Controversy has dogged series between England and Pakistan for quite some time, but it has followed Australian umpire Darrell Hair around as well.
After the Headingley Test two weeks ago, it was reported that Pakistan had made an official complaint about Hair and had objected to him standing in this match, claiming that they found his manner towards them "dismissive " and "rude". They also felt he had made some less than accurate decisions against them.
Apart from the stature accorded him by his position, physically Hair is an imposing figure on the pitch, standing 6ft 4in. He was born in Mudgee, New South Wales, and played for North Sydney and Mosman before becoming a first-class umpire in 1988.
He made his international umpiring debut in a one-day game in the World Series Cup between West Indies and India at Adelaide in 1991. His first Test, which was also at the Adelaide Oval, came a year later and was between Australia before it became compulsory to have two neutral umpires and India. Including the current match, he has umpired 76 Tests and 122 one-day internationals.
Oddly, although he is Australia's most senior umpire, the 53-year-old is now resident in England, but only on the England and Wales Cricket Board's reserve list.
He is not a popular figure on the sub-continent and fell foul of Pakistan last winter when they made it clear they did not want him to feature in their series against India.
In Pakistan's home series against England last November, Hair was involved in an unsavoury incident when he warned Pakistan opener Salman Butt for running on the pitch, though his "offence" looked innocuous. Butt was sufficiently disturbed to lose his wicket to the following ball. Hair also removed Danish Kaneria from the Pakistan attack for running on the wicket against the West Indies in Jamaica last year.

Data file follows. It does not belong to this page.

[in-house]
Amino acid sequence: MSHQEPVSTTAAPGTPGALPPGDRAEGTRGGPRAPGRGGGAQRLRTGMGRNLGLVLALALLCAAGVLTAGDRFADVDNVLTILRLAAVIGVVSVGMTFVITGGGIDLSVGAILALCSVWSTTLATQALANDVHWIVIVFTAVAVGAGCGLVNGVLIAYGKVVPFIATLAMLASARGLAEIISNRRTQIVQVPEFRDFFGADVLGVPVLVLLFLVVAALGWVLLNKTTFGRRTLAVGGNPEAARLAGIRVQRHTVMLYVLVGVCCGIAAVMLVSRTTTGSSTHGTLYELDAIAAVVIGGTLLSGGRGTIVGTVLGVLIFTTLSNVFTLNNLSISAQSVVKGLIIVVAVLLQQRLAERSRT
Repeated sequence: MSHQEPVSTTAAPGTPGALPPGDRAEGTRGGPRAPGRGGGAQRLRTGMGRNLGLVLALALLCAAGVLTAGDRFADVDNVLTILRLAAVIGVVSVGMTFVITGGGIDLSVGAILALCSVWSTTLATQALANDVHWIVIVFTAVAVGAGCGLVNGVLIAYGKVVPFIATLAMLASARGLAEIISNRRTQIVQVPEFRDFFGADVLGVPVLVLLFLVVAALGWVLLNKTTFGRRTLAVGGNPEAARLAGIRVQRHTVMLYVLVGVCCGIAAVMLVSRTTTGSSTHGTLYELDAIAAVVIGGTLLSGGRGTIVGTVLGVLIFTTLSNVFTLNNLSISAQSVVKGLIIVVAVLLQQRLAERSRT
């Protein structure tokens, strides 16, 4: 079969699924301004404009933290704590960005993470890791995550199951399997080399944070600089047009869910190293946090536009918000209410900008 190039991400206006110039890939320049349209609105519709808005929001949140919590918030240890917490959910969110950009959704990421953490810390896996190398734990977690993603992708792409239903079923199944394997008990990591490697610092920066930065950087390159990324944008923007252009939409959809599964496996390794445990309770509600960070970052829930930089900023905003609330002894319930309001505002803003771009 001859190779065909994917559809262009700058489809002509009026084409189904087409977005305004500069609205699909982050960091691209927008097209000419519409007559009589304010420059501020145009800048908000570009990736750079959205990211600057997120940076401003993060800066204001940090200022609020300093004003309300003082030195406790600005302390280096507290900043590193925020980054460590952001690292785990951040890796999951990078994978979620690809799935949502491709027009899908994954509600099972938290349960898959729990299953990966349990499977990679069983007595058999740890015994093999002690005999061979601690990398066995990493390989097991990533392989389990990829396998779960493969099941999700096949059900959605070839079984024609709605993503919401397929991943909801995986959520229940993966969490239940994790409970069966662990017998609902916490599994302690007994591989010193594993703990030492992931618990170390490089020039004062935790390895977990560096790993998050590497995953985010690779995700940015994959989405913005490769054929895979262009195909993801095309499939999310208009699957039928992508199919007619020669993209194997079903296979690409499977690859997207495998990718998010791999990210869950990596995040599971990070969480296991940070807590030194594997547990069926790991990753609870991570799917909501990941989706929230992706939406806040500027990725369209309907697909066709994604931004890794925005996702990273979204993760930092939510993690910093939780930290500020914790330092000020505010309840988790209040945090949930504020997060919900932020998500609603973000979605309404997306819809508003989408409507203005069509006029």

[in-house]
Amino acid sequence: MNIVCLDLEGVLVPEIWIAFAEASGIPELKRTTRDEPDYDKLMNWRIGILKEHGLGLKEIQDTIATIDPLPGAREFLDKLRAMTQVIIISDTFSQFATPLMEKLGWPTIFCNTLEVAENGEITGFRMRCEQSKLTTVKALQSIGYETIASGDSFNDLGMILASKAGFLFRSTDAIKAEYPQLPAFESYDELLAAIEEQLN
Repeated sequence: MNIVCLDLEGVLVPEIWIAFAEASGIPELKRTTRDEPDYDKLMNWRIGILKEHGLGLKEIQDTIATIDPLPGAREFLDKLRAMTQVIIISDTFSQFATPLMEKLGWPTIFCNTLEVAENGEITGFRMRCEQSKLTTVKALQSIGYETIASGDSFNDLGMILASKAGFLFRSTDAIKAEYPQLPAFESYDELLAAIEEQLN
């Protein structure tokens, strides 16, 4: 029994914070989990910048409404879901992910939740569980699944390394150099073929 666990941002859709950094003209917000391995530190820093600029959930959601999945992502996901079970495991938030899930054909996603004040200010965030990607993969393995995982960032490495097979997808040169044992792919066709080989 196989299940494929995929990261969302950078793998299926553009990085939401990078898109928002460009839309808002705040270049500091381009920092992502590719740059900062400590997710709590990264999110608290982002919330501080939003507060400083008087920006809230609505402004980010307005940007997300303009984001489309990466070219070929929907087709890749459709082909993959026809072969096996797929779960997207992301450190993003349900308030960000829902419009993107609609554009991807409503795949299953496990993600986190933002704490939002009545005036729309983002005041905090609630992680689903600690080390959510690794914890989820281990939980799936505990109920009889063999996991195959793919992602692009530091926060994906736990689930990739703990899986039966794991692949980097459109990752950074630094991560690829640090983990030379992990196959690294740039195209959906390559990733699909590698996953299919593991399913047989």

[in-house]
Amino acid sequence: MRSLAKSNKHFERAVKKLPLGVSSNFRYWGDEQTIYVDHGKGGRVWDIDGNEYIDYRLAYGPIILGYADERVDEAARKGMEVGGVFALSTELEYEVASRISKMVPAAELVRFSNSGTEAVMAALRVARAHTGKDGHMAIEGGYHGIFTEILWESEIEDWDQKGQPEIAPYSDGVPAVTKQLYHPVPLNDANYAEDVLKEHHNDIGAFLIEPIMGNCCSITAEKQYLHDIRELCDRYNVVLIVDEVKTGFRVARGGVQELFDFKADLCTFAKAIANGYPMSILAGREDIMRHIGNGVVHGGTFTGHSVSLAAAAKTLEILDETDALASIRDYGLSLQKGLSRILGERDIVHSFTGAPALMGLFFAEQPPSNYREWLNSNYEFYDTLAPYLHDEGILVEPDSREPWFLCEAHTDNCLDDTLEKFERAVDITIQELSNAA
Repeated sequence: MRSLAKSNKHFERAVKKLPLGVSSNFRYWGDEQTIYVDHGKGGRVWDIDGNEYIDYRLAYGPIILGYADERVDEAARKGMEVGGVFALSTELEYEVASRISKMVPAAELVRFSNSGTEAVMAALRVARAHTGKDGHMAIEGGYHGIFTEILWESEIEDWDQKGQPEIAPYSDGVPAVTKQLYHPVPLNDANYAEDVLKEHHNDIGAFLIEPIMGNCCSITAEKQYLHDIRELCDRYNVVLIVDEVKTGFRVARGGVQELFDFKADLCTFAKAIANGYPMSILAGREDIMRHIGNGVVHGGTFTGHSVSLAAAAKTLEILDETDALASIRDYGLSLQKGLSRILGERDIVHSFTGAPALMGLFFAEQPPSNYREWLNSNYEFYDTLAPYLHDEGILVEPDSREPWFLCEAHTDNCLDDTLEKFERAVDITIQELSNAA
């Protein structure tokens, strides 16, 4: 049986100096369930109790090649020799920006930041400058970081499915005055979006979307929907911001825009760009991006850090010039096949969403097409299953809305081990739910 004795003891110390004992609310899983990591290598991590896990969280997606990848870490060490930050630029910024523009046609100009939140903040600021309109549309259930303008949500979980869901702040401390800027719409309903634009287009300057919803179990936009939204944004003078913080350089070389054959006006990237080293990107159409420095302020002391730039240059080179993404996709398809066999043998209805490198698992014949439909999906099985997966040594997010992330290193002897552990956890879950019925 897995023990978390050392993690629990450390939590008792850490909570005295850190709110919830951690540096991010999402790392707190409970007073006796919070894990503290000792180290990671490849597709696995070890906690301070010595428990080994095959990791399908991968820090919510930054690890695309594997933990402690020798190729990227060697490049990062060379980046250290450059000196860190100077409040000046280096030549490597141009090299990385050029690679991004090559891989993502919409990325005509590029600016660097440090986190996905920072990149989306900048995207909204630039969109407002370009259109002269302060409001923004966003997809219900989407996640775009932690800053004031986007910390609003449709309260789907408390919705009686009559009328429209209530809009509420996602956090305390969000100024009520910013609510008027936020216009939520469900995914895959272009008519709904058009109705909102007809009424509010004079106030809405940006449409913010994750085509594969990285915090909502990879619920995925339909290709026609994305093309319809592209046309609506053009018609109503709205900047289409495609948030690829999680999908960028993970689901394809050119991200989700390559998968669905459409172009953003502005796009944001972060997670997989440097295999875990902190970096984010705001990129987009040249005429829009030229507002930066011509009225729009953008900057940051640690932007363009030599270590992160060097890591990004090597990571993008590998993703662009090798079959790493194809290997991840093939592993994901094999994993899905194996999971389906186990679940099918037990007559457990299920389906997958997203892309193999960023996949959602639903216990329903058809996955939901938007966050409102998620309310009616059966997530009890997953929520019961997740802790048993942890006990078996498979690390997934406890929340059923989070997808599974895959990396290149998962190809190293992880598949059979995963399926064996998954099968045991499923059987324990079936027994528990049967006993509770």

In 1995, Hair called Muttiah Muralitharan, of Sri Lanka, for throwing the ball seven times.
In 1996, India felt some of his decisions went against them in a Test series in England. In 1999, Hair had a row with then India coach Kapil Dev which began with Hair walking up to Ajit Agarkar during a game against New South Wales in Sydney when Agarkar expressed his disappointment at a decision.
Later, when a TV replay showed Hair's colleague was wrong with another decision, the Australian reportedly had a row with then India captain Sourav Ganguly.
It is thought that sub-continent complaints played a big role in Hair being left out of the International Cricket Council's élite panel of umpires when it was first constituted in 2002.
Hair is not the first umpire to get on the wrong side of a cricketing country.
Shakoor Rana's umpiring infamously caused England captain Mike Gatting to lead off his side in protest during the 1987 Test against Pakistan in Faisalabad. Now the implication of ball tampering has been the last straw for the 2006 Pakistan squad.Reuse content